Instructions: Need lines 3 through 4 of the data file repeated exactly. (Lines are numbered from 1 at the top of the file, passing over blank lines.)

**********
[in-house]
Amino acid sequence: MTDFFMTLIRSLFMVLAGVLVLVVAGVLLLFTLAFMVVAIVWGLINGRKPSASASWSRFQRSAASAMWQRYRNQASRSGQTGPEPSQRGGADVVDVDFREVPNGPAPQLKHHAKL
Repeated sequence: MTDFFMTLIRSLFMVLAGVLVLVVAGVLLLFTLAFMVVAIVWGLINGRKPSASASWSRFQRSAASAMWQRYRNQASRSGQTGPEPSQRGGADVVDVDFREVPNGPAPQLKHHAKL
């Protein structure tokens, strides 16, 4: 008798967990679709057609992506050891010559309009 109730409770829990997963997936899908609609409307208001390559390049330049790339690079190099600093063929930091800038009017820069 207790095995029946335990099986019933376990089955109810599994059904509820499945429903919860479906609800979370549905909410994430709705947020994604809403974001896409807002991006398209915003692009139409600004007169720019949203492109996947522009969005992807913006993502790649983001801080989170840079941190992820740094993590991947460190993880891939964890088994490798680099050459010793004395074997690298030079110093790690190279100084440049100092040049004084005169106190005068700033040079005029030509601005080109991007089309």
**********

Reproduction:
Repeated sequence: MTDFFMTLIRSLFMVLAGVLVLVVAGVLLLFTLAFMVVAIVWGLINGRKPSASASWSRFQRSAASAMWQRYRNQASRSGQTGPEPSQRGGADVVDVDFREVPNGPAPQLKHHAKL
């Protein structure tokens, strides 16, 4: 008798967990679709057609992506050891010559309009 109730409770829990997963997936899908609609409307208001390559390049330049790339690079190099600093063929930091800038009017820069 207790095995029946335990099986019933376990089955109810599994059904509820499945429903919860479906609800979370549905909410994430709705947020994604809403974001896409807002991006398209915003692009139409600004007169720019949203492109996947522009969005992807913006993502790649983001801080989170840079941190992820740094993590991947460190993880891939964890088994490798680099050459010793004395074997690298030079110093790690190279100084440049100092040049004084005169106190005068700033040079005029030509601005080109991007089309």